Album Review
7:00 am
Tue June 3, 2014

Sheet Ghost: Silent Ritual

Music does not recognize borders; it doesn't care where you come from or where you call home -- and though there is a lot of attention being paid lately to the Cincinnati local scene, there is plenty great music being made on 'the other side' of the Ohio river.

Sheet Ghost is a heavy post-punk quartet from Independence, KY who just recently rebranded themselves after deciding that their former name, Come Here Watson, no longer reflected their music or their style. This change in identity came as the band was assembling their new EP, Silent Ritual.

The members of Sheet Ghost: Ethan Rankin [guitar, vocals], Jake Motz ​[guitar, vocals], Tyler Bennett [drums] and Kurtis Tabeling [bass] have been making music together in one form or another since 2010 and have established friendships with other experimental artists like Jake Tippey from The Frankl Project.  It was no surprise then that when it came time to record Silent Ritual, Tippey was asked to oversee the mixing and mastering of the album.

The recording was done  at Curtis Inc. and the EP was released by Tiger Pit Records, a local independent label that hosts such artists as Anything but Bear, Chalk and Timber.

First impressions first - with song titles like "Heart Full of Novocaine" and "Things That Splinter (When They Break)," you can pretty much immediately grasp the sense that Sheet Ghost prefer to embrace the entropic and damaged aspects of the human condition.  This is matched by the general tuneful sullenness that permeates the five songs on Silent Ritual.  

If one were forced to classify the music of Sheet Ghost, the term 'shoegaze' might come to mind; but, personally, I find the term pejorative and suggestive of the band being overly self-indulgent.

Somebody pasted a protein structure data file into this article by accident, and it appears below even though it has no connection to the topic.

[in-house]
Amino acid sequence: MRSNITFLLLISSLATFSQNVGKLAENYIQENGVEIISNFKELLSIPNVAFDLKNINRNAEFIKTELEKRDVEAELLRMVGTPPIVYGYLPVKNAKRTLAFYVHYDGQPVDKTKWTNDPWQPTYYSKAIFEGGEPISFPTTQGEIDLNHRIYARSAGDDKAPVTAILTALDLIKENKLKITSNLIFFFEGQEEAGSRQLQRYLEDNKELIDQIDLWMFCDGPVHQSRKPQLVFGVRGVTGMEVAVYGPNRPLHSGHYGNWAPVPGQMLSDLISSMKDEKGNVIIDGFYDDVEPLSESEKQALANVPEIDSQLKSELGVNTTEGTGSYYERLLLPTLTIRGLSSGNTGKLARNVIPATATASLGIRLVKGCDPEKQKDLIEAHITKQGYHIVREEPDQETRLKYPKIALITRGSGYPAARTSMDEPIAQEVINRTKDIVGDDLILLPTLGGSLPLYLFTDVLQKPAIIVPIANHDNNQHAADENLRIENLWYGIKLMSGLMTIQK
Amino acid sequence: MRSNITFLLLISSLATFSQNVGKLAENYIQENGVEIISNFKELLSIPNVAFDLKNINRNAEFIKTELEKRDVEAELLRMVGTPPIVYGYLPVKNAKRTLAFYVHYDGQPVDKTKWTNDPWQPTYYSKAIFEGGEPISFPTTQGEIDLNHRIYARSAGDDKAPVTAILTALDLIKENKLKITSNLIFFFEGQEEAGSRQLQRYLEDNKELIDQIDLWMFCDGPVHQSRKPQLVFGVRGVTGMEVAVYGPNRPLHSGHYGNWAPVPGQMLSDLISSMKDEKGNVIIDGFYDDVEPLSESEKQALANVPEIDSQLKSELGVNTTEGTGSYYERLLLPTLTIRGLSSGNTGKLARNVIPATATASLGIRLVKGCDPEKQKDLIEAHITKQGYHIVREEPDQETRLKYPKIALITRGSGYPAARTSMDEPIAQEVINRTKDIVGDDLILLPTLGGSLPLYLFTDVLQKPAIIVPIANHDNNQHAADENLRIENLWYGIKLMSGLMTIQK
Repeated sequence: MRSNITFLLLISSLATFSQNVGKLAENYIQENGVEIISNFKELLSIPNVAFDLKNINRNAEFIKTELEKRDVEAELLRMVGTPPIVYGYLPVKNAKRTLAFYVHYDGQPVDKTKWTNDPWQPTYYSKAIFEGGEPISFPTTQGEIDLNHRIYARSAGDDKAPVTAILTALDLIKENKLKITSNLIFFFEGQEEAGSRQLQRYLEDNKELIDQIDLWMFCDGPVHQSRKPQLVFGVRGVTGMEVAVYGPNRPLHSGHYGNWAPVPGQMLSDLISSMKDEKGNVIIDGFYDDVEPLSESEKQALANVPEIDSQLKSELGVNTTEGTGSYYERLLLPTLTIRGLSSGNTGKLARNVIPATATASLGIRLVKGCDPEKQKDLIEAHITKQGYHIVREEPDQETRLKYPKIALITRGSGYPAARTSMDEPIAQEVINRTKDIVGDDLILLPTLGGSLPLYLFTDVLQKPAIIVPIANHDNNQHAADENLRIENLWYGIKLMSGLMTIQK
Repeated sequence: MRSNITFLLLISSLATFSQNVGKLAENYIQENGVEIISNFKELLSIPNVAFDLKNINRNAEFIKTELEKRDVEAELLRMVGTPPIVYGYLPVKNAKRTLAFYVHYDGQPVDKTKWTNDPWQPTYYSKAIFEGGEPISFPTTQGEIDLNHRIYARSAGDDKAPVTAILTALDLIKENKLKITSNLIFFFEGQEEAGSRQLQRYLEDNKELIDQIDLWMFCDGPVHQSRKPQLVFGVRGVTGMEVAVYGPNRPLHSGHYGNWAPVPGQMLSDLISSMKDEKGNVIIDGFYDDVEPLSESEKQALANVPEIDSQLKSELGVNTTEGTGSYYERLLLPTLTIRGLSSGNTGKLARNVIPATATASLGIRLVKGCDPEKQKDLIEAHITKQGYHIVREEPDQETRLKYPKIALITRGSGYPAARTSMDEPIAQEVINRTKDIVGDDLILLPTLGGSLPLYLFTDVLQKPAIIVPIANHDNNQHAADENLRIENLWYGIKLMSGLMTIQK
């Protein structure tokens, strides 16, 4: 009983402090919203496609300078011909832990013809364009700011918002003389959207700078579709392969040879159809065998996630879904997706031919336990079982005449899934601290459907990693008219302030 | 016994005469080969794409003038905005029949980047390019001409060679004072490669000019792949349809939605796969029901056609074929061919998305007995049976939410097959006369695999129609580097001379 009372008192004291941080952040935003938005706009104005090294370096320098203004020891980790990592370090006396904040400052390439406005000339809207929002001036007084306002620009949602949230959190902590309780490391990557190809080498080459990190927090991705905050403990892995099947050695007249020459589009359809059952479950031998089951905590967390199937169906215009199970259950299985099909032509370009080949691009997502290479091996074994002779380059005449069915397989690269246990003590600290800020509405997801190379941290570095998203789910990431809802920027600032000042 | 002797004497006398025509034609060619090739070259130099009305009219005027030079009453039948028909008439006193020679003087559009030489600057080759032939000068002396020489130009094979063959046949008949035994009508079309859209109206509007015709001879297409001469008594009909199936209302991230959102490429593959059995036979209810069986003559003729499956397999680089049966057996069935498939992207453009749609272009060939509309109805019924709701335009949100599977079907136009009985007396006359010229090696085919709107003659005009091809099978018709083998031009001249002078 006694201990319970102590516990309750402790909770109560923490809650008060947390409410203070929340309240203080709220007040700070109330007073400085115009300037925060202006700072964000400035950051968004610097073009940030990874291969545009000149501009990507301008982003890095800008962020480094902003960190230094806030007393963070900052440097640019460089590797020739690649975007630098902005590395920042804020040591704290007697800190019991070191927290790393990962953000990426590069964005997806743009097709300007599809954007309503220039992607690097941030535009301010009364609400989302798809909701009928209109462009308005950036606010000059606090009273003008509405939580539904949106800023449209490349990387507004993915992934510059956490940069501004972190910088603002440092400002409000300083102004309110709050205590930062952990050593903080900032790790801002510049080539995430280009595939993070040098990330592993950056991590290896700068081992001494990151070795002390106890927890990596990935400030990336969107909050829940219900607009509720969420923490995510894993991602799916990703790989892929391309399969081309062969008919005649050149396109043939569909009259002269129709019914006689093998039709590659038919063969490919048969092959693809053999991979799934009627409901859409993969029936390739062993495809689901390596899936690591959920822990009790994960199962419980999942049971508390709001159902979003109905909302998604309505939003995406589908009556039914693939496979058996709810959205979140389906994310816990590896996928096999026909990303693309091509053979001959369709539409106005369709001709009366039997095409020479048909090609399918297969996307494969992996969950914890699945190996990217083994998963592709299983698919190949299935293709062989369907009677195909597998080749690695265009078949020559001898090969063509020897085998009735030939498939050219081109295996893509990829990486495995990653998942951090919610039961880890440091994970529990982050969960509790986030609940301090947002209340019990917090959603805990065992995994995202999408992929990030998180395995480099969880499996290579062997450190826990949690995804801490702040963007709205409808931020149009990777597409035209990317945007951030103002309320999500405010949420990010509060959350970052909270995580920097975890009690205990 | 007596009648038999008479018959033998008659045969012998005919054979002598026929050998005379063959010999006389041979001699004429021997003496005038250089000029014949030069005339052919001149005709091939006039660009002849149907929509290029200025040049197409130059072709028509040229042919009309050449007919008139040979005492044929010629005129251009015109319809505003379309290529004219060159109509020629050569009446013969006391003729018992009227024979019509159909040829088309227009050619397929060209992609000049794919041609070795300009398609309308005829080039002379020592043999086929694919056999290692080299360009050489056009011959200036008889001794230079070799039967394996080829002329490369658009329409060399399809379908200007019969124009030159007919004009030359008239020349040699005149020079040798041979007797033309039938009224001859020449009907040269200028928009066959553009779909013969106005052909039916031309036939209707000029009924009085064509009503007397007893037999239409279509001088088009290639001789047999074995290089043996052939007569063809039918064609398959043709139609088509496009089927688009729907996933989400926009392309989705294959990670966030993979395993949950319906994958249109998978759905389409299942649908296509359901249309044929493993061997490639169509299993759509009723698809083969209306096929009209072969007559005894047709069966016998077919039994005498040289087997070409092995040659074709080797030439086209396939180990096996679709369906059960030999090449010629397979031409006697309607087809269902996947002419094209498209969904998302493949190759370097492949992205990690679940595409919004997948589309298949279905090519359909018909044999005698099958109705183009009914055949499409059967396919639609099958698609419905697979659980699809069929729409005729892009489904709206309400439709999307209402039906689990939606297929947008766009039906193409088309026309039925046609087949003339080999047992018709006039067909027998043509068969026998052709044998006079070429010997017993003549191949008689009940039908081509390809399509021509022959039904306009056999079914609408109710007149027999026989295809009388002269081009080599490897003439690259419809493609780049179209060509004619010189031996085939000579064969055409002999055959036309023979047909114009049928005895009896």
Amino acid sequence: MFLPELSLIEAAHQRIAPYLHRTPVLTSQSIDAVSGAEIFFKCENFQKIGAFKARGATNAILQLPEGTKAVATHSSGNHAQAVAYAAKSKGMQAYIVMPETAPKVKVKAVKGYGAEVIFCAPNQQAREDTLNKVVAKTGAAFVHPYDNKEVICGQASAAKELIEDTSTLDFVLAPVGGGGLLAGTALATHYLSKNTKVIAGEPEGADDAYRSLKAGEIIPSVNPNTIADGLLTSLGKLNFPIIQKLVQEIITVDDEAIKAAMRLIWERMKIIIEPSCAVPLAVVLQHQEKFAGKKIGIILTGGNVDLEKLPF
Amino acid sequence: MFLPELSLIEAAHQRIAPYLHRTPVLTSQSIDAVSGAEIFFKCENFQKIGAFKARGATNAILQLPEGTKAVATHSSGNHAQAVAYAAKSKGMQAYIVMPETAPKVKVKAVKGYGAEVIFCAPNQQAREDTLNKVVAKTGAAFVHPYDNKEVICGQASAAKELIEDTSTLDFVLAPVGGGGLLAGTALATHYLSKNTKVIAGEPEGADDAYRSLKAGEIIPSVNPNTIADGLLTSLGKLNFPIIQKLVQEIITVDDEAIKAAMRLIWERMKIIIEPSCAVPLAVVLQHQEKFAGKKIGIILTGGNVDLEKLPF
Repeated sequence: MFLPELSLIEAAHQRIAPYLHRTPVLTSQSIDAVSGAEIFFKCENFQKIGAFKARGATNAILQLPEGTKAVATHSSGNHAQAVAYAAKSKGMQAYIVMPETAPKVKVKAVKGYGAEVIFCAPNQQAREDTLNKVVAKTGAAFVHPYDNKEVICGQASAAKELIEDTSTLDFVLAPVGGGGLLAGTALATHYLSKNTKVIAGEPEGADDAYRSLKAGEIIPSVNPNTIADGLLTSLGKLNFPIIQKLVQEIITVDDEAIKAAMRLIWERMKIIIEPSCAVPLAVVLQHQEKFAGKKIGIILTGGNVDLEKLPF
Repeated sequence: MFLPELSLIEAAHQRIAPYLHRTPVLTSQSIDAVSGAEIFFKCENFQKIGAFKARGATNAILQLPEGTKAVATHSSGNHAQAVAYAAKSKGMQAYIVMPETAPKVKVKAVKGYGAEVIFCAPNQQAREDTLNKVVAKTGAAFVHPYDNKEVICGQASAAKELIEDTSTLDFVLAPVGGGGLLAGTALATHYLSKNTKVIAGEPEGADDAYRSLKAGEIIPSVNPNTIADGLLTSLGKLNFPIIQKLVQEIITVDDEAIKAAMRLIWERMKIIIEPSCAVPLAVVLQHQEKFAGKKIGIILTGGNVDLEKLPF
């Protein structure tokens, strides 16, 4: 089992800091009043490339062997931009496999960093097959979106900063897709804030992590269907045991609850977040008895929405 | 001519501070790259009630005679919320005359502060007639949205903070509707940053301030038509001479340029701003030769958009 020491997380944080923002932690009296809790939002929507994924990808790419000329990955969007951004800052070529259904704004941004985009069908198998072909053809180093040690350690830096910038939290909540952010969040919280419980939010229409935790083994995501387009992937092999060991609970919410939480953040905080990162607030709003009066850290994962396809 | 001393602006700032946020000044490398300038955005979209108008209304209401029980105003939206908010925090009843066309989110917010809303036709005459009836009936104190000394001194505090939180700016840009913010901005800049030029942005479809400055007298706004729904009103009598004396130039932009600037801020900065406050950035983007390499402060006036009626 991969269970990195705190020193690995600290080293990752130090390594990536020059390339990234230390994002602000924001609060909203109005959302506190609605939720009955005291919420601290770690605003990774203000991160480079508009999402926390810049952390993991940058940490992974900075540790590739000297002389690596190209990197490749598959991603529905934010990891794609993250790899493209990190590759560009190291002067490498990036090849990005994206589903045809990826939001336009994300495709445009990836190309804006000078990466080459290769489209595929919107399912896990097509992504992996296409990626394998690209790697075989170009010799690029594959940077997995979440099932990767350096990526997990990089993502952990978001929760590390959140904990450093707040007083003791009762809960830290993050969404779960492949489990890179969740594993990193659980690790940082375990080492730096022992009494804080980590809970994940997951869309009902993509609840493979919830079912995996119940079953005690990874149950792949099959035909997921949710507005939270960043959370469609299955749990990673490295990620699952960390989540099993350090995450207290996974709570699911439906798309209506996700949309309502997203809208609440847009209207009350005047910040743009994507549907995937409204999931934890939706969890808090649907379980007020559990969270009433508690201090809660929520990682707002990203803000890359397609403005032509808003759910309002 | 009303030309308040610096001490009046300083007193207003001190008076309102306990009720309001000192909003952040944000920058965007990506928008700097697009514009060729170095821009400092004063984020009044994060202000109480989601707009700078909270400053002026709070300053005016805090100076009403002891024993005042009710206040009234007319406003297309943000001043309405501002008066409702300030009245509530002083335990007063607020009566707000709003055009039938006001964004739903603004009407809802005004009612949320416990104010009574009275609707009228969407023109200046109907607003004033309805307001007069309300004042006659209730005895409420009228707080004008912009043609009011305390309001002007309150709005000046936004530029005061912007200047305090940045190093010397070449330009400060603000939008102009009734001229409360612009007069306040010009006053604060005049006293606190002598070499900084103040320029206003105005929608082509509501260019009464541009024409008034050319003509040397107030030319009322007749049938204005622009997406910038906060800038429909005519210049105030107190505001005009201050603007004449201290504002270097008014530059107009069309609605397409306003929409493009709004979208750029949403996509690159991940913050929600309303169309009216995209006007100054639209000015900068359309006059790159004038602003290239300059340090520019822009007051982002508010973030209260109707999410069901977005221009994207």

Name-calling aside, Sheet Ghost creates a rich and full sound that is expansive, powerful and packs a mean punch.  As a bonus, if you listen closely to Silent Ritual (or through headphones like I often do), you will be treated to a few little extra nuances of 'room sound' that give the album a remarkably intimate feeling.

Through 99.9% of the album I feel that the performance, recording and production are spot-on.  My one critique is that the percussion on "Indian Summer" (particularly the hi-hat cymbals) is a bit too prominent in the mix and distracts from the overall complexion of the song - I would have preferred that Tabeling's bass be the focal point of the track.

Contrary to that, the guitar tone and drum sound on "Shameless" is enviable and make for a perfect counterpart to Rankin's howling vocals.

The more I listen to Silent Ritual, particularly the song entitled "Memorial," the more I am convinced that the band has spent a lot of time listening to old Afghan Whigs' albums.  The dynamics, by instruments and voices alike, are downright wicked and are indicative of a band that play very well together - making this my choice for 'best-of' this week.

Silent Ritual is currently available for download from Bandcamp.  Look for upcoming shows by Sheet Ghost as they will be supporting their new album on both sides of the river.

Related Program